Type Formulations Il and III above include a wax to:

Facilitate emulsication,

Reduce cracking of chocolate W/ O emulsions upon solidication,

Reduce or avoid oil separation at the surface upon solidiication.

We believe that the wax makes the fats jelly-like and increases the density of the fat phase to produce the above results. We prefer to use beeswax in the amount of 7.1% of the amount of the fat used and as replacement of that quantity of fat. However, any edible animal or vegetable wax is equivalent of beeswax and may be used in the range of 1-10% of the fat.

As used herein, a concentrate is any formulation to which additional fat is to be added for a particular use (a given viscosity). Manufacture of our emulsion as a concentrate with a low quantity of fat has the important advantage of greater output of Water-inoil emulsion from given equipment than when the emulsion is made directly as a diluate for final use. In a specific concentrate, the volume of materials handled depends directly on the percent of fat used, and the same concentrate may be diluted with additional fat to various values without inversion to an W emulsion or detrimentally affecting stability of the diluate. Thus a given concentrate diluted by addition of 5, 10, and 20 gms. of fat to a 100 gm. sample of concentrate gives the following percent changes:

Concentrates can be made at various points within the area KLN of FIG. 3, the line KL indicating the minimum amount of fat which may be used in making concentrates Within the range of proportions given in Formulation III. For example, if a concentrate is made having the proportions indicated at point O, namely,

Percent Fat 40 Cocoa-sugar 35 Water diluates can be made by `adding fat in the amounts of 5, 10, 15 and 20% of total concentrate to secure the proportions indicated at points P, Q, R and S. Such points dene a straight line and any dilution can be made along such line which passes through point M. Because line KL indicates the minimum of fat for formulations in the area KLN, a concentrate is obtainable at any point of intersection of a straight line from the point M through line KL, and any emulsion taken along such line and within the area KLM (to approximately M where fat is 100%) is a diluate of the concentrate (at the intersection of such line with line KL). However, We have found that a concentrate having less than approximately onethird of the fat required according to line KL, will often invert into an 0/ W emulsion. Because the maximum fat for our emulsion is 82% (which is at point N of FIG. 3) only those diluates lying within the area KLN are practical. Accordingly it will be seen that We can make concentrates with fat content as low as 20.5% and each concentrate Will have a series of diluates within the area KMLN.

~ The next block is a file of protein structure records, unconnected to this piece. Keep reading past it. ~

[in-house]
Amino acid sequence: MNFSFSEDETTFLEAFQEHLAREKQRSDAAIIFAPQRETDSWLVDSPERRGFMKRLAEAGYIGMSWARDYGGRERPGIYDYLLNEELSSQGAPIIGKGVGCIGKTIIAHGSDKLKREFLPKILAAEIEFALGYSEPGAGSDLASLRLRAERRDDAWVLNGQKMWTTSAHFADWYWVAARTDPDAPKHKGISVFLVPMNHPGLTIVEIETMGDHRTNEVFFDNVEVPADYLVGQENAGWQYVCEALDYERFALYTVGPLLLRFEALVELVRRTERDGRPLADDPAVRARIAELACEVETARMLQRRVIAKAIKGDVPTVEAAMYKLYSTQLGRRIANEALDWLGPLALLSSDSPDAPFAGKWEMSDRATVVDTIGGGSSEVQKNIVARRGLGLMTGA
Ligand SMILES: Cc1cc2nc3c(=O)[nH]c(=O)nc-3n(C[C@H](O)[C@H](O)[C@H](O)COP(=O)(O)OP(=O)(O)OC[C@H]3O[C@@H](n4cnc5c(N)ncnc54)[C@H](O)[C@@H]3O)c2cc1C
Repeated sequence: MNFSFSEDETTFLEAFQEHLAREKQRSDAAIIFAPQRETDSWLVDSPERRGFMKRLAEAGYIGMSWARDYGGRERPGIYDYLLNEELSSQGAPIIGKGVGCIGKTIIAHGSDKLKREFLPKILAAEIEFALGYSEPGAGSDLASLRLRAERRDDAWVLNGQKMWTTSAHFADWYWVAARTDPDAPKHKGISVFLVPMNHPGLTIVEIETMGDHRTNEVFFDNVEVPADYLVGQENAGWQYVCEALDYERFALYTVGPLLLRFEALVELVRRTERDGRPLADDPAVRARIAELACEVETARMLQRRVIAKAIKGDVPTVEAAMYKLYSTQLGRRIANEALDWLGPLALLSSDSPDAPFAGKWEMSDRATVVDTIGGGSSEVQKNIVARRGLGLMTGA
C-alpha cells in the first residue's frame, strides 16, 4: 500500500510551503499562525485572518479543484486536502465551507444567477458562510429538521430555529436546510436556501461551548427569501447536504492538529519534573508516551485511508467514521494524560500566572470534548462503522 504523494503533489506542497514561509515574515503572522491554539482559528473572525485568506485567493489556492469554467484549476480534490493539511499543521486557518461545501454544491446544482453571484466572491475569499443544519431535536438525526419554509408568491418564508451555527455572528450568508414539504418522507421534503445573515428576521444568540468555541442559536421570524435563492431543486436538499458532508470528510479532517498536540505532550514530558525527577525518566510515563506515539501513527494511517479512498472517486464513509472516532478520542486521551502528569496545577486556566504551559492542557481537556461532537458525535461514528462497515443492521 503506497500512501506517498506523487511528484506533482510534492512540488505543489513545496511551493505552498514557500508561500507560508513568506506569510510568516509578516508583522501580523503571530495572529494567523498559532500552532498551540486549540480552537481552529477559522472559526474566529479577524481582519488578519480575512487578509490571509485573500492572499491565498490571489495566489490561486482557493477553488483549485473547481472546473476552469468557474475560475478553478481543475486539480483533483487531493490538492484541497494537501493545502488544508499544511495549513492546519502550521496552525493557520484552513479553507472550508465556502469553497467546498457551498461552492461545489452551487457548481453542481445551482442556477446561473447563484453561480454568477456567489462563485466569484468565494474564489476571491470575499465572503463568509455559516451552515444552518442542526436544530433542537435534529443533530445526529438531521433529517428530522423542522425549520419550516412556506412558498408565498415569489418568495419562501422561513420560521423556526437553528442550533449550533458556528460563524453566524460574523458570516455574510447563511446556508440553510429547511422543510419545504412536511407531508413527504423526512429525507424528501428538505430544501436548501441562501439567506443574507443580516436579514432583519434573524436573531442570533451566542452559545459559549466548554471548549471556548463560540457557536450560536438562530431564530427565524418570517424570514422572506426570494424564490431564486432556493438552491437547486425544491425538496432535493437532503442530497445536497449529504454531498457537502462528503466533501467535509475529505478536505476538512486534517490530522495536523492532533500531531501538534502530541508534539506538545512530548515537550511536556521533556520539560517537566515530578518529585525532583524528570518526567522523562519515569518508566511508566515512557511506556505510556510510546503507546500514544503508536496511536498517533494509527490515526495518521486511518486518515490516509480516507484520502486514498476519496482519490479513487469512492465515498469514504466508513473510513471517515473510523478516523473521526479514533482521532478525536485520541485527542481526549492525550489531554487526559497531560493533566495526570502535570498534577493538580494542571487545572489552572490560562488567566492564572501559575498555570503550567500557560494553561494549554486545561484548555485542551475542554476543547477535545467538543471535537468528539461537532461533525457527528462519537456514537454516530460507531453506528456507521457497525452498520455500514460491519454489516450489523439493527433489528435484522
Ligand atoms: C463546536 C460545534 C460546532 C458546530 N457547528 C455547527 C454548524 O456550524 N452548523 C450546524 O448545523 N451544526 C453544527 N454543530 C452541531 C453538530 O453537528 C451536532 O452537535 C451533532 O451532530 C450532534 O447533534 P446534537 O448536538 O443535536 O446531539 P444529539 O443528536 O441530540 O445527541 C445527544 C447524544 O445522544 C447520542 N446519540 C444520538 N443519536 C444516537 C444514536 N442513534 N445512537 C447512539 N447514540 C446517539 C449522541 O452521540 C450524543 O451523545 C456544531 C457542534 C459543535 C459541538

Any formulation within the area KLN in FIG. 3 will yield a stable W/O emulsion capable of dilution by addition of fat. Assuming that We wish a finished formulation at point V of FIG. 3, of

40% fat 19% water 41% cocoa-sugar We draw a line from point M through point V to intersection line KL. Hence the most concentrated form at point W will have the proportions of 27% fat 23% water 50% coca-sugar; and

hence only 32.5% of fat can be omitted in preparing the above concentrate.

The various minimum fat compositions for Formulation li with 9.46% of emulsier (of the total fat) lie along line II (see FIG. 2) and for Formulation III with 24% of the emulsier (of the total fat), lie along line KL. Maximum fat being 82% (which is at the point N), the area for Formulation II is IIN and for Formulation III is KLN of FIG. 3. Increase in emulsier from 9.46% to 24% adds only the very limited area IKL] to our W/ O emulsions. Some special purposes may require formulations in such limited area, but such formulations should be avoided if possible, as the use of more thm 9.46% adds substantially to the costs of our emulsions Without materially increasing the range of proportions possible.